We are reading less, watching more, is that a new trend?

How many hours do you spend a day reading non-work related materials?

Your answer to that question may help shed light on a trend that is sweeping our country: in spite of improved educational opportunities Americans are reading less?

Those who are reading are doing so for utility and not much for enjoyment.

In 2009, the Monroe City Schools focused heavily on the Accelerated Reading Program (AR) and pushed children to read entire books and various genres. As students read books they took an AR test on the book and received points based on the size and complexity of the content.

The questions are designed to show how well the student understands the material. It’s one thing to read a book – it’s another thing to comprehend it in a meaningful way. The school provided incentives to encourage successful reading.

When the state shifted its emphasis to reading blocks of information rather than whole books, school districts across the state dumped the AR program. It was not incentivized by the state.

(Ironically many schools rated D and F still push for students to read books, memorized poems, and appreciate literature but the state doesn’t recognize their efforts in its school letter grade).

The new idea is for a student to sample a book, and analyze a block of material and demonstrate that he or she understands what is read. Reading an entire book is not necessary; learning how to scan for information in blocks is the new trend. Reading literature, memorizing poems or other skills related to the discipline of the mind are not encouraged. Higher order thinking is not rewarded unless it appeals to the marketplace.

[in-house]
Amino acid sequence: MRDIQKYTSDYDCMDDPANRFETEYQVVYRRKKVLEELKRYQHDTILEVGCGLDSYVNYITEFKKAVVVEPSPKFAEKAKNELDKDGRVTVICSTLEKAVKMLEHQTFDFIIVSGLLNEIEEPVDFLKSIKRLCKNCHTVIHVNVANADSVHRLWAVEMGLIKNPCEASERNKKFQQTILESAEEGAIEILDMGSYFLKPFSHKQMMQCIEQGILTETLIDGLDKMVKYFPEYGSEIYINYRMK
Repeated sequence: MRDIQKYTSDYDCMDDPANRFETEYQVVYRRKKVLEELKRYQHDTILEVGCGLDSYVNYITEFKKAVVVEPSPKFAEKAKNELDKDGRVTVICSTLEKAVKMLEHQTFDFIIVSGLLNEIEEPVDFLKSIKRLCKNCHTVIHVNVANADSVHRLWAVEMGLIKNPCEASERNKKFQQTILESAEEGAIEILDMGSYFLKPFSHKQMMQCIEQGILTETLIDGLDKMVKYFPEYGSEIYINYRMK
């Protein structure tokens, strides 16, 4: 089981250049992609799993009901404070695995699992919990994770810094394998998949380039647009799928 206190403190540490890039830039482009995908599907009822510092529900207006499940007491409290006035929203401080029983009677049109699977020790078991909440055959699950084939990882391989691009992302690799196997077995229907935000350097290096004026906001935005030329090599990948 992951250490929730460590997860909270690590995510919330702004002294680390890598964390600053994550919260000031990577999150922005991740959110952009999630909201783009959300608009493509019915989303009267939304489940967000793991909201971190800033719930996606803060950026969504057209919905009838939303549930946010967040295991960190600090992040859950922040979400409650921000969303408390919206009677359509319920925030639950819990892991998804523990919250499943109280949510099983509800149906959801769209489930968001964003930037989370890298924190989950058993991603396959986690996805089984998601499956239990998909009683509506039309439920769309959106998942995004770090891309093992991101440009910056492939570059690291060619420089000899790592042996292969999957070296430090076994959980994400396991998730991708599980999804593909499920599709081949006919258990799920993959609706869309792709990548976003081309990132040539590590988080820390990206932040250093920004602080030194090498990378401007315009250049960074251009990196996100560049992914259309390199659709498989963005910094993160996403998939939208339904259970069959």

In 2009, the city school system bought 30 copies of my novel “The Children of Panther Burn” for each high school and enrolled it in the AR program. A 750-page historic novel was worth 44 AR points and entire classes used it, along with other literature to encourage reading.

Today, those novels along with most other novels and works of literature are gathering dust on library shelves. Reading for enjoyment is not high on the state’s list.
That’s not a problem to peculiar to the city schools, it’s everywhere.

The Ouachita Parish Library is struggling to adjust to the new trends. Two decades ago there was a large public checkout of books for enjoyment; today the library is shifting with the trend. It is buying more videos and promoting digital materials than ever. To support the need for a library, it now counts the pages read in a book or newspaper, and the number of DVD’s watched, as a measuring tool as well as use of its growing collection of computer terminals.

It almost makes the job of a school librarian obsolete, diminished to media distribution center. Since there is no need for a Dewy Decimal system to categorize books or the old card catalog file in each center, the school librarian is gradually being morphed into more of a media advisor than librarian in the traditional sense.

I remember being stopped by Monroe Police in 1966 for attempting to enter the main branch of the 18th Street library; Negroes were not allowed. When that barrier broke, I remember heading straight for the card catalog table, looking for the Arthur card, subject card, and title cards categorized by the Dewy number.

I believe that while the method of delivery of literature and research materials has changed, the importance of reading entire books should not be deemphasized. Whether we read a paper book or a digital version from our computers or Kindles, the importance of reading should not be emphasized.

I began by asking a question about how much you read? Is it work related reading or for enjoyment and understanding?

Discipline is required to read and grasp information and entertain ideas. I’m afraid that the public education our children receive is focused on quickly finding work-related information, small blocks of information.

That trend may ring the death knoll for reading for any other purposes for future graduates of public schools.